An article published yesterday on Fox News' website chronicled the current appeal on a case that was submitted by American Atheists in 2011 and was subsequently thrown out which concerned the right of the now infamous "cross" that remained from the wreckage of the World Trade Center to reside at the National September 11th Memorial Museum. In this article, we were informed that an appeals judge has given the plaintiffs until July 14th to submit legal briefings detailing as to how exactly the presentation of this cross was a "constitutional injury".
(photo courtesy of Top Right News)
The question seemed easy enough to answer to Yours Truly, despite the controversy surrounding it. I thought since I had the afternoon free I might give a couple of the more obvious reasons that many of us find the inclusion of this piece of rubble in this museum worse than offensive -- reasons that the conservative media seems to conveniently forget.
Namely, the presentation of the cross at the museum is an example of American credulity. It banners to every visitor who may come to see it that we live in a country that cannot tell the difference between the extraordinarily likely event of a cross-beam remaining intact after the demolition of a building that must have contained untold thousands of similar steel structures from divine artistic expression. It would be equally asinine to place a pancake bearing the face of Mother Mary behind a glass box in the same commemorative building. Legal and moral reasons aside, I am not a fan of advertising that kind of stupidity on a cultural level. If some people wish to think that this remarkably obvious coincidence is the work of the supernatural, by all means they may. But to symbolize it on a national level communicates openly (and wrongfully) that all American citizens share in that kind of fideism.
Secondly, the cross suggests to those who see it that the event is a Christian event -- as though it was a psychotic attack on Christianity as opposed to a secular country, or that the World Trade Center, the Pentagon, and Flight 93 were populated only by Christians instead of people of all kinds of religious and philosophical stripes. A cross-like shape remained in the rubble and Christians across the world rush to monopolize the grief on a tragedy that was the result of an attack on all varieties of Western idealism, not simply those obsessed with Christ. Beyond the fact that that kind of solipsism sends a message that is obviously separate from reality, I don't wish by my silence to endorse such an egotistic, amoral capitalism. As it would be impossible to accurately represent the faiths and philosophies of all the lives lost on that terrible day, the only fair response is to represent none of them.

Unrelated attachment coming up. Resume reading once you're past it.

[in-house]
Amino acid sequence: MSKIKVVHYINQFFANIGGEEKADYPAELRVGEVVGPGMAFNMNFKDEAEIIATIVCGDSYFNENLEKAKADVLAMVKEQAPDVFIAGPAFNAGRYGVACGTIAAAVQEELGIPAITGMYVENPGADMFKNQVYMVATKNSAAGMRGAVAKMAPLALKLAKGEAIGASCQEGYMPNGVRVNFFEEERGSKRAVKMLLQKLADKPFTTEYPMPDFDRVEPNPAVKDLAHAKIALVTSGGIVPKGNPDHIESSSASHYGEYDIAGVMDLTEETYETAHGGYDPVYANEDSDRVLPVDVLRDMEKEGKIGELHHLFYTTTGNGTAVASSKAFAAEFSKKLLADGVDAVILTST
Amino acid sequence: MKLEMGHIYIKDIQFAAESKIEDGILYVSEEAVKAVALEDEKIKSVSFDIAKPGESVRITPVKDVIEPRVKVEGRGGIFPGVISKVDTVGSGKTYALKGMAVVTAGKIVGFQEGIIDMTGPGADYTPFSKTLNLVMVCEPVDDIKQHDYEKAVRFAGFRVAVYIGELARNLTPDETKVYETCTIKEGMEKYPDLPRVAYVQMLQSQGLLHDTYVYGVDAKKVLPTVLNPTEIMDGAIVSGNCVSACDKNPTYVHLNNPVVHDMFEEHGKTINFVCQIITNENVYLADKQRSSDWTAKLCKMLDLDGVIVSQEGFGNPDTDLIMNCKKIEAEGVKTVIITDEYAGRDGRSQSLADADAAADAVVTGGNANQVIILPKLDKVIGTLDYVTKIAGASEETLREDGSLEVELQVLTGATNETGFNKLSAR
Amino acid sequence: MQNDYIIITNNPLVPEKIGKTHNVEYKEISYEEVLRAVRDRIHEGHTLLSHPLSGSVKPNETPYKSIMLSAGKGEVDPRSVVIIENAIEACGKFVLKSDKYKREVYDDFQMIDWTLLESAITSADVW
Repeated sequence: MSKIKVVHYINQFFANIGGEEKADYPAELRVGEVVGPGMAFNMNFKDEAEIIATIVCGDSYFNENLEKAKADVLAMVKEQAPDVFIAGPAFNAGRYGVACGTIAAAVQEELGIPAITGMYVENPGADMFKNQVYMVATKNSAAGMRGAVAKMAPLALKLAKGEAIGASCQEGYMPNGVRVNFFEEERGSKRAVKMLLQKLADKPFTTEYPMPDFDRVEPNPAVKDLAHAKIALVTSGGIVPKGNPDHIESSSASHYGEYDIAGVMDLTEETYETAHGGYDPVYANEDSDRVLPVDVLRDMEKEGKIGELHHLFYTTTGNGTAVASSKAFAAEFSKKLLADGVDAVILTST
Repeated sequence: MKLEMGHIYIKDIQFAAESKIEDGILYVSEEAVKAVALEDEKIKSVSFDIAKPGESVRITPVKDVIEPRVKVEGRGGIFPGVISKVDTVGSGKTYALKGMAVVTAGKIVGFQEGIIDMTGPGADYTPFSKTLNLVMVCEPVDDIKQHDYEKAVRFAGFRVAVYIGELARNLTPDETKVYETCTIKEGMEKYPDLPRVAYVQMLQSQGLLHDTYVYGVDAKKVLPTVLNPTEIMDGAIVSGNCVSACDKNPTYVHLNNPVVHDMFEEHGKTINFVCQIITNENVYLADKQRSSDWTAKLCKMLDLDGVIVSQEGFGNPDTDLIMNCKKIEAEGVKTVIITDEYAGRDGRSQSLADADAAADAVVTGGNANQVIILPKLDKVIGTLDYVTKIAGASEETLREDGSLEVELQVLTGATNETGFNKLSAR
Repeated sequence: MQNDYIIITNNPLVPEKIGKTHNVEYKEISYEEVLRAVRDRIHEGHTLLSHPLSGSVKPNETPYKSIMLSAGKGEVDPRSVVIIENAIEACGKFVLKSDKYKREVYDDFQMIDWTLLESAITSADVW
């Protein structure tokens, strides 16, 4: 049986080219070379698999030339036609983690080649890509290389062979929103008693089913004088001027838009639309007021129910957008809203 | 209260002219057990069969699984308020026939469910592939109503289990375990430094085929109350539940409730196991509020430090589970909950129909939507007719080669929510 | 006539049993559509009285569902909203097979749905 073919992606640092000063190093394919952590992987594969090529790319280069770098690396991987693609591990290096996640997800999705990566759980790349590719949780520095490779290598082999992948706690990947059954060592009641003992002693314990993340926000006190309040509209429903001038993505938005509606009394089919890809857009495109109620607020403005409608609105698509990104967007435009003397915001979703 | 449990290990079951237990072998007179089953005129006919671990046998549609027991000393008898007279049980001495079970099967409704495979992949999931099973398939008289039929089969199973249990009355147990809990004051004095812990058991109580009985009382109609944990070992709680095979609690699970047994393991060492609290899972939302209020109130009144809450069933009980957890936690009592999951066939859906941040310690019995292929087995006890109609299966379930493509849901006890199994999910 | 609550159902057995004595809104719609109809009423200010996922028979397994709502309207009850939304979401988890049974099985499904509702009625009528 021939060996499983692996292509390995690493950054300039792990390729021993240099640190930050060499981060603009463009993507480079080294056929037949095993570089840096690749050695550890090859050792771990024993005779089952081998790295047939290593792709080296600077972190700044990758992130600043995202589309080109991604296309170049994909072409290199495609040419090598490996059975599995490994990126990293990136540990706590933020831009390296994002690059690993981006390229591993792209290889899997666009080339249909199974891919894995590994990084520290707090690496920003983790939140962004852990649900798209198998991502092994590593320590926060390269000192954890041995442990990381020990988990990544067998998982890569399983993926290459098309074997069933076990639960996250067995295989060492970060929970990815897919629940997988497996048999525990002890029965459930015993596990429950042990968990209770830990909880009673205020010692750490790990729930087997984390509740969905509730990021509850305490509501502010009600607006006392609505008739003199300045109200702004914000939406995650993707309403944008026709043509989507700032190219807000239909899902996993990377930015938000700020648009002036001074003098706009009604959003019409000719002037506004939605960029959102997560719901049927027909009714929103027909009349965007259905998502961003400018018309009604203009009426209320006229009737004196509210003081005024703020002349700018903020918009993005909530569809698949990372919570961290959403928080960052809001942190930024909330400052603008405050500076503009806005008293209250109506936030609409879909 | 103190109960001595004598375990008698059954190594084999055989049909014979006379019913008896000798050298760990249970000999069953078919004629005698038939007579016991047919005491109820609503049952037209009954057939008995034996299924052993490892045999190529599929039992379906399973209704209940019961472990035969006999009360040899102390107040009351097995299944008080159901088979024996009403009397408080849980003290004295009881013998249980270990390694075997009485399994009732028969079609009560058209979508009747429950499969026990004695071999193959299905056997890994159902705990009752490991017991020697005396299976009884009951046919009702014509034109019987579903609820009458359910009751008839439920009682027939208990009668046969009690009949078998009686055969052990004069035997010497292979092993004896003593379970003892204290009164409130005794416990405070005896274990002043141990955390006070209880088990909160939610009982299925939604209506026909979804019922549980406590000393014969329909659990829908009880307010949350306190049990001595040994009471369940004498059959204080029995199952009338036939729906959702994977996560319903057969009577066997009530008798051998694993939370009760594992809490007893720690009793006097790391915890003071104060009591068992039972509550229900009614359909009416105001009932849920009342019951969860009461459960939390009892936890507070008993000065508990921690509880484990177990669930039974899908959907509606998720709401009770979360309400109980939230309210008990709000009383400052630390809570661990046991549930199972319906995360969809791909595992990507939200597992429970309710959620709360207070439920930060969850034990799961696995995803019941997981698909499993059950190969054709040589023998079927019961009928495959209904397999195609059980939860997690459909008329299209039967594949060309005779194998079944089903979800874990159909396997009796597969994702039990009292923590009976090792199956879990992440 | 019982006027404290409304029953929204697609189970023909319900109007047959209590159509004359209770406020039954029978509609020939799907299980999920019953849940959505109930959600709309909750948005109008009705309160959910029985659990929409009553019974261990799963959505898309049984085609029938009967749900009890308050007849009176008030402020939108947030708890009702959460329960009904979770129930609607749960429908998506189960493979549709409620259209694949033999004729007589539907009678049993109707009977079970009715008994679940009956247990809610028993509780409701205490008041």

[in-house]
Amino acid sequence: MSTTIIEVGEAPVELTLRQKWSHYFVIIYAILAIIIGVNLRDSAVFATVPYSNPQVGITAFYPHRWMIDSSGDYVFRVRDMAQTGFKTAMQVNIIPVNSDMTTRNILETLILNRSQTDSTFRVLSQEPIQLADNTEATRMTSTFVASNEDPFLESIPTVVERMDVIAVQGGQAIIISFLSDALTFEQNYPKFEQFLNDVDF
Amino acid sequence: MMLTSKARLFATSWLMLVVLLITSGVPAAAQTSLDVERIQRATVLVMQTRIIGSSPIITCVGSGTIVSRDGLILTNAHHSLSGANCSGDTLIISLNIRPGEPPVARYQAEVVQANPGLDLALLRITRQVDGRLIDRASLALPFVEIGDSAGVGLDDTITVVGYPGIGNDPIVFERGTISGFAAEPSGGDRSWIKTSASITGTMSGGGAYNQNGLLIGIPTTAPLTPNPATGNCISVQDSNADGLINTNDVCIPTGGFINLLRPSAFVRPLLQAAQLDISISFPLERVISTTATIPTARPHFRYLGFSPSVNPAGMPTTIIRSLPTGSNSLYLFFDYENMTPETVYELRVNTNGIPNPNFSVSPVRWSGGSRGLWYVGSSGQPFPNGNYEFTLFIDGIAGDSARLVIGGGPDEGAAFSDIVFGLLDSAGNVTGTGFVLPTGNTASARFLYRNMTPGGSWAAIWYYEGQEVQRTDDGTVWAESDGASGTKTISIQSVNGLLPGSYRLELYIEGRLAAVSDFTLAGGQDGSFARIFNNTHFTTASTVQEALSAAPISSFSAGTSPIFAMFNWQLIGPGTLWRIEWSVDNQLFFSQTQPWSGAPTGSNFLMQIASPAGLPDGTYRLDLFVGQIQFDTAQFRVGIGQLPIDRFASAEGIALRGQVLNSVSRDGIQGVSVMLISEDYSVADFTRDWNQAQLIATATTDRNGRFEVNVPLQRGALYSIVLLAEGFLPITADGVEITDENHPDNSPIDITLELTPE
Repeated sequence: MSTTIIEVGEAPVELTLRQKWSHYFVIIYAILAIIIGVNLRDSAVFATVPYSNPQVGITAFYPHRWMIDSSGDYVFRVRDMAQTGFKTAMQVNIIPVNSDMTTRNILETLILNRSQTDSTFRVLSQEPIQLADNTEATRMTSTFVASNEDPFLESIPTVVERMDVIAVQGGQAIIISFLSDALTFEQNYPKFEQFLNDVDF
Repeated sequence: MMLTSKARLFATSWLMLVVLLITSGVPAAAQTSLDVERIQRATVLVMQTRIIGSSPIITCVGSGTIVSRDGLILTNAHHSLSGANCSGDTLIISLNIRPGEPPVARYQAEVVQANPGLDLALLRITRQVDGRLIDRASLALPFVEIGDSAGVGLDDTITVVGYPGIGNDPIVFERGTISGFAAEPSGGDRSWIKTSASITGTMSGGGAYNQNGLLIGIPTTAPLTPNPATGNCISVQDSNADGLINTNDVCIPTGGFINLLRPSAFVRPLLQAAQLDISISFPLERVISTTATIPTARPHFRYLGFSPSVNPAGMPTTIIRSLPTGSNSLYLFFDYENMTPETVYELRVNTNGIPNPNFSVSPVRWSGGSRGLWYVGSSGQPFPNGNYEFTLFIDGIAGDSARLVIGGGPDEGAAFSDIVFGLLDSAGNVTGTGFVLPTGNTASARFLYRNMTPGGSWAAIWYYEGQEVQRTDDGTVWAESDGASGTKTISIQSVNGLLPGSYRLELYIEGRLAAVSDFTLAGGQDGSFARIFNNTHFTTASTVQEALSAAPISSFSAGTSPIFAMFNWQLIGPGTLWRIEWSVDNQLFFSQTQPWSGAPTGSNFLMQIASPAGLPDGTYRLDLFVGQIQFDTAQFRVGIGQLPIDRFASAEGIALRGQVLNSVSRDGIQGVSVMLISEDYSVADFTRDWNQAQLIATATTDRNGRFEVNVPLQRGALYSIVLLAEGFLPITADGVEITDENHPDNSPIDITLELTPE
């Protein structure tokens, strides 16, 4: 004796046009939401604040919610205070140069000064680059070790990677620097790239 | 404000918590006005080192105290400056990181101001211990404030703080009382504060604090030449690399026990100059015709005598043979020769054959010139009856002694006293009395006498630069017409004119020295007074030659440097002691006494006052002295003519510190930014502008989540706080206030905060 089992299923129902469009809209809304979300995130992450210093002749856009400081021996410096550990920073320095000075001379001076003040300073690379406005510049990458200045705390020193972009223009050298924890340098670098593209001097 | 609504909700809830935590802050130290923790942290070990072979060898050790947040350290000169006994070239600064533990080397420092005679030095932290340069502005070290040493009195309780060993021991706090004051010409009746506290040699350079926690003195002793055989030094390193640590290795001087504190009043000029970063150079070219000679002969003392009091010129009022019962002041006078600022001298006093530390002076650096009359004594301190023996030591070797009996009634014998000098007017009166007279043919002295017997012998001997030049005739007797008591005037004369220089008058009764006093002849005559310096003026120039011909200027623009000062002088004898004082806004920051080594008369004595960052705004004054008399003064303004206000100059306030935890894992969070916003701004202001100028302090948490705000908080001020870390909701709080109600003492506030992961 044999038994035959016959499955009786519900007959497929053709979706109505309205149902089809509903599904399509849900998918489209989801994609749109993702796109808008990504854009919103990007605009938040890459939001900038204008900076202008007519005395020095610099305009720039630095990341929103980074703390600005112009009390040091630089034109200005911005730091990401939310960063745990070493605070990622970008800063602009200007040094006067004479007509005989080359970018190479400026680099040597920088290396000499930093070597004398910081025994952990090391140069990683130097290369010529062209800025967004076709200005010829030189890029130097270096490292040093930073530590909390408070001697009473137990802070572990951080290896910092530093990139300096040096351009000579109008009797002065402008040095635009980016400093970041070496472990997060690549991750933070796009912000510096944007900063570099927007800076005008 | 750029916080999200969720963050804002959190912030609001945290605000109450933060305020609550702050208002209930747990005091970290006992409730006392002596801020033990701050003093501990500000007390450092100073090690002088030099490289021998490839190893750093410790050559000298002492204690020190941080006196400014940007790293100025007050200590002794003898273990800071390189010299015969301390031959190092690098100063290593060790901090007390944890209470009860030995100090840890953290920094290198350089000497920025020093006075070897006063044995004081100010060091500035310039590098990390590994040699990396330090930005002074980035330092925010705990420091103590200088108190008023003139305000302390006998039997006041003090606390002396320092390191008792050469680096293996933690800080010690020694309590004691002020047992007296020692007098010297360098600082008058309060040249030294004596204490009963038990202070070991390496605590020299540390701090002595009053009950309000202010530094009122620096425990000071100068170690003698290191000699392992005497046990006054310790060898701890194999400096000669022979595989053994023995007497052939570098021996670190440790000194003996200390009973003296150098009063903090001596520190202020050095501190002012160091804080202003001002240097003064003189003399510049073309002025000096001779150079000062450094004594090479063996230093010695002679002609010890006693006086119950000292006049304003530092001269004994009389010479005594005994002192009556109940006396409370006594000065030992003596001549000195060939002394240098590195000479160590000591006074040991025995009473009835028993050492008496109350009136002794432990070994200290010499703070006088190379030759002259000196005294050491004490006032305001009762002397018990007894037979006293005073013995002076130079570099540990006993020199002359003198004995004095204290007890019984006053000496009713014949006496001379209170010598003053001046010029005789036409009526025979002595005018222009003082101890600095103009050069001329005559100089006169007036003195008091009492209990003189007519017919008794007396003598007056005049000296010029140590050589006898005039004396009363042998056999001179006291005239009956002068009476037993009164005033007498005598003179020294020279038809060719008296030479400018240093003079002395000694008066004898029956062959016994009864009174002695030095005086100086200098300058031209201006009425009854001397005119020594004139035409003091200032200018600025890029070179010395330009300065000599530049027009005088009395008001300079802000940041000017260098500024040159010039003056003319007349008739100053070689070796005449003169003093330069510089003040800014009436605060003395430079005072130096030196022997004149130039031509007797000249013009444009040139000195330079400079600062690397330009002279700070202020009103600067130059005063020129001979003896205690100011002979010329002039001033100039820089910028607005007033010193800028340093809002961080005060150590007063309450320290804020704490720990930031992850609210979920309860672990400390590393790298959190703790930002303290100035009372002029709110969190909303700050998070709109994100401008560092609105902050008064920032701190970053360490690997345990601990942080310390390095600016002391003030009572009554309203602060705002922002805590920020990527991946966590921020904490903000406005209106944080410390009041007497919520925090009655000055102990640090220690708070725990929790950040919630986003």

Thirdly, September 11th was the result of insane, dogmatic fervor. It was an event that, sans religion, would not have happened. To commemorate the slaughter of one religion's zeal with the icon of another equally destructive, detrimental faith seems to me to be a moral hypocrisy of the most nauseating kind.
Finally (and perhaps most to the point), the National Memorial is in part funded by tax-payer money. The Establishment Clause of the First Amendment and the idea of the separation of church and state as illuminated by the Virginia Statute of Religious Freedom (penned by Jefferson and Madison) are excellent precedents supporting the idea that the American citizen does not have to support any one else's ideology in the public square, and that Congress and the United States Government is forbidden from expressing support for any particular faith. If Congress or specific government agencies have allotted money to the National September 11th Memorial Museum in any amount, then they are supposed to have the full faith and trust of the American citizenry that it has been used for an equally representative platform. Much as it is a "Constitutional injury" for my money to fund the proliferation of Christian ideologies and junk science in public schools, so it is the same injury for said money to support the proliferation of Christian icons in a national memorial.
This is the kind of reasoning that comes from simple understanding of First Amendment rights and an objective view on the subject at large. I have heard many arguments to the contrary but none that have convinced me on these specific criteria that, much less that the cross in the museum would be offensive, but that it would be remotely a good idea on an otherwise even playing field. The sooner that the conservative Right and the Christian fundamentalists in this country realize that their religion is just fine in their private lives and not to be blazoned as a symbol of a tragedy for which we all, and not just Christians, share, the sooner we will reach something of the level of religious sterility for which the Founding Fathers so strenuously fought. Those who still have qualms about that last thought would do well to send their objections to Article 11 of the 1797 Treaty of Tripoli and get back to me.